Editor’s Note: The following is a guest-post by my friend, Omar, who is someone I consider to be a very talented writer. While there are some disagreements in regards to certain details, I pretty much strongly agree with his core argument. Although, I’d be careful not to descend into nihilism.
Almost every day, I hear people uttering a phrase that I can’t help but grit my teeth to: “Everything Happens for a Reason.”
We use it to console ourselves when something goes wrong. Almost like an automatic cooling mechanism that kicks in on an overheating nuclear reactor.
We use it to philosophize our life’s circumstances. And in many cases, it’s the only thing left for us to hold on to (or so we think).
But – regardless of whether you believe in the concept of religion – could this yearning for a higher purpose to everything we do be nothing more than a comfortable illusion?
First of all, let’s identify which definition of ‘reason’ we’re referring to.
If you define reason through a simple cause-and-effect model (such as if you work hard, you’ll reap the results), then everyone can pretty much agree that everything does without a doubt happen for a reason.
The other model, however, is the one I have problems with:
The belief that everything that happens is just a small puzzle piece of a higher power’s master plan.
i.e. if you get in an accident and lose your leg, it’s actually because god planned this for you, and he wants you to learn something from it.
I ask you this question in a tone as inoffensive as I can muster: Don’t you think the latter model is just a tad presumptuous and self indulgent for us as mere mortals to hold on to?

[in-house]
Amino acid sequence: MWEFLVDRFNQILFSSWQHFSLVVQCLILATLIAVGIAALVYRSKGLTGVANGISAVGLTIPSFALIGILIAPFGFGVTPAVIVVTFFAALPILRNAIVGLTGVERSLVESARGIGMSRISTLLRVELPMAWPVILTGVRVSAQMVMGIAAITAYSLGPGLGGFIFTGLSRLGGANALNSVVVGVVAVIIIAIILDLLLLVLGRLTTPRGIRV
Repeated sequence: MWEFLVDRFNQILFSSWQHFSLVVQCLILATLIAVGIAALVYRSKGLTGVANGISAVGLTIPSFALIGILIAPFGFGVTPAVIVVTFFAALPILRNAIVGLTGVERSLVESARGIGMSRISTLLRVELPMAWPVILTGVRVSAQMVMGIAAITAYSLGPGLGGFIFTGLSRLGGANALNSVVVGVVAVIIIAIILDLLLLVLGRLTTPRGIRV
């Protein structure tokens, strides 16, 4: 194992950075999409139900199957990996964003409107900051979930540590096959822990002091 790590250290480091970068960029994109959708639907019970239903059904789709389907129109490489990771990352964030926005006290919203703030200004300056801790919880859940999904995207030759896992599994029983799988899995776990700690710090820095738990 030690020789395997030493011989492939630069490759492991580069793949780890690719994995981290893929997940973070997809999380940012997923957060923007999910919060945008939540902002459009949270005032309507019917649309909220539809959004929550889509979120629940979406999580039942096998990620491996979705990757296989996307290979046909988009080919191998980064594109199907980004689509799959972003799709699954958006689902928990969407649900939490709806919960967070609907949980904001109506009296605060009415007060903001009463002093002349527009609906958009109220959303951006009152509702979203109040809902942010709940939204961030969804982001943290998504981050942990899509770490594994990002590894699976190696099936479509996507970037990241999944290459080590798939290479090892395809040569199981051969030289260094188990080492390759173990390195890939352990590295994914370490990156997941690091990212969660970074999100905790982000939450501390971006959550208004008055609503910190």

If there is a god out there, I find it hard to believe that he’d micro manage the destiny of every single person, animal and inanimate object on the planet.
It’s easier to believe that he just made us, and put us on autopilot, leaving us to figure things out for ourselves.
In fact, it makes a lot more sense.
If you lose your leg in an accident, it could be because you were careless. Or because another driver was careless. Or because your car malfunctioned.
It could be all of these things, or it could be none of these things. Billions of tiny, seemingly insignificant variables work in unison to determine our fate.
Even something as small as leaving your house 5 minutes late because you forgot your keys could snowball into a monumental occasion, like meeting the love or your life, or yes, losing your leg in an accident.
The question is, why do so many of us invariably end up attributing these variables to the machinations of a higher power?
By our very nature, we struggle to find meaning and purpose in everything, often where there is none.
This may be an extreme example, but some of us worship pieces of toast that bear a passing resemblance to Christ.
But out of the billions of pieces of bread that have been made since the beginning of time, doesn’t it make sense that one of them will eventually end up looking like a bearded man?
Some of us witness extraordinary occurrences like people recovering from cancer, and we call it a miracle or an act of god.
But once again, out of the millions of people suffering from cancer, isn’t it just nothing more than a statistical inevitability that some will survive the disease?
I’m not suggesting you give up your religious beliefs, if any. I’m merely suggesting that we stop looking for reason where there is none, and embrace the freedom that lies within the randomness of reality.
Because ultimately, life is what you make of it.